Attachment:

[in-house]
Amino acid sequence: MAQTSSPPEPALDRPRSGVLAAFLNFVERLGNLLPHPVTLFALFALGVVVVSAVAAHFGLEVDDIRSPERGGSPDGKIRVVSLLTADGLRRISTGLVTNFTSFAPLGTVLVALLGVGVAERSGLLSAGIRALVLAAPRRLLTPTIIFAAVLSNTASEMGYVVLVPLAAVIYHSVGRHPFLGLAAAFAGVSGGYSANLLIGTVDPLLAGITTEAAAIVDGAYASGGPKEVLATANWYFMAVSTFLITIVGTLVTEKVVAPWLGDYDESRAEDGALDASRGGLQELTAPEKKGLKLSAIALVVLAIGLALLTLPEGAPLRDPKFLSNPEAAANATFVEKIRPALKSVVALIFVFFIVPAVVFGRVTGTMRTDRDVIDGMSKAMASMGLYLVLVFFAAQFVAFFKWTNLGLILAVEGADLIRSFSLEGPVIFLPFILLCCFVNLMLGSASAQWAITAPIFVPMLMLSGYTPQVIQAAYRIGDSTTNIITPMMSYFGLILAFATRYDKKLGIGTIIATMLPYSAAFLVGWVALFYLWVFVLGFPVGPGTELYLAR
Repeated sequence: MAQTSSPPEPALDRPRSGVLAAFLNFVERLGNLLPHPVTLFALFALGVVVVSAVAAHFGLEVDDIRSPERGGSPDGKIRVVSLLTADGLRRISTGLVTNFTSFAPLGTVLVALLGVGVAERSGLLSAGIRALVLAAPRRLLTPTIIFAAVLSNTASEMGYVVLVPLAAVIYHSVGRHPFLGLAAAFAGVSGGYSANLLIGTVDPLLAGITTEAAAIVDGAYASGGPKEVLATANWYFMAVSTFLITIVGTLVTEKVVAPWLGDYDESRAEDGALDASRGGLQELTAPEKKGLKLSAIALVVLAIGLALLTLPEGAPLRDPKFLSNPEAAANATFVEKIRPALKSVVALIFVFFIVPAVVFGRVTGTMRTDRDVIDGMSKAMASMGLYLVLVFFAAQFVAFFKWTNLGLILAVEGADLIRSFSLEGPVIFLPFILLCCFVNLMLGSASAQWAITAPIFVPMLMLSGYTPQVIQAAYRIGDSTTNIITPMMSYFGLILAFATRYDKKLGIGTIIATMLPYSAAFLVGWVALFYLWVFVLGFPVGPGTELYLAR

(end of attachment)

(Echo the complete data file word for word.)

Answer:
[in-house]
Amino acid sequence: MAQTSSPPEPALDRPRSGVLAAFLNFVERLGNLLPHPVTLFALFALGVVVVSAVAAHFGLEVDDIRSPERGGSPDGKIRVVSLLTADGLRRISTGLVTNFTSFAPLGTVLVALLGVGVAERSGLLSAGIRALVLAAPRRLLTPTIIFAAVLSNTASEMGYVVLVPLAAVIYHSVGRHPFLGLAAAFAGVSGGYSANLLIGTVDPLLAGITTEAAAIVDGAYASGGPKEVLATANWYFMAVSTFLITIVGTLVTEKVVAPWLGDYDESRAEDGALDASRGGLQELTAPEKKGLKLSAIALVVLAIGLALLTLPEGAPLRDPKFLSNPEAAANATFVEKIRPALKSVVALIFVFFIVPAVVFGRVTGTMRTDRDVIDGMSKAMASMGLYLVLVFFAAQFVAFFKWTNLGLILAVEGADLIRSFSLEGPVIFLPFILLCCFVNLMLGSASAQWAITAPIFVPMLMLSGYTPQVIQAAYRIGDSTTNIITPMMSYFGLILAFATRYDKKLGIGTIIATMLPYSAAFLVGWVALFYLWVFVLGFPVGPGTELYLAR
Repeated sequence: MAQTSSPPEPALDRPRSGVLAAFLNFVERLGNLLPHPVTLFALFALGVVVVSAVAAHFGLEVDDIRSPERGGSPDGKIRVVSLLTADGLRRISTGLVTNFTSFAPLGTVLVALLGVGVAERSGLLSAGIRALVLAAPRRLLTPTIIFAAVLSNTASEMGYVVLVPLAAVIYHSVGRHPFLGLAAAFAGVSGGYSANLLIGTVDPLLAGITTEAAAIVDGAYASGGPKEVLATANWYFMAVSTFLITIVGTLVTEKVVAPWLGDYDESRAEDGALDASRGGLQELTAPEKKGLKLSAIALVVLAIGLALLTLPEGAPLRDPKFLSNPEAAANATFVEKIRPALKSVVALIFVFFIVPAVVFGRVTGTMRTDRDVIDGMSKAMASMGLYLVLVFFAAQFVAFFKWTNLGLILAVEGADLIRSFSLEGPVIFLPFILLCCFVNLMLGSASAQWAITAPIFVPMLMLSGYTPQVIQAAYRIGDSTTNIITPMMSYFGLILAFATRYDKKLGIGTIIATMLPYSAAFLVGWVALFYLWVFVLGFPVGPGTELYLAR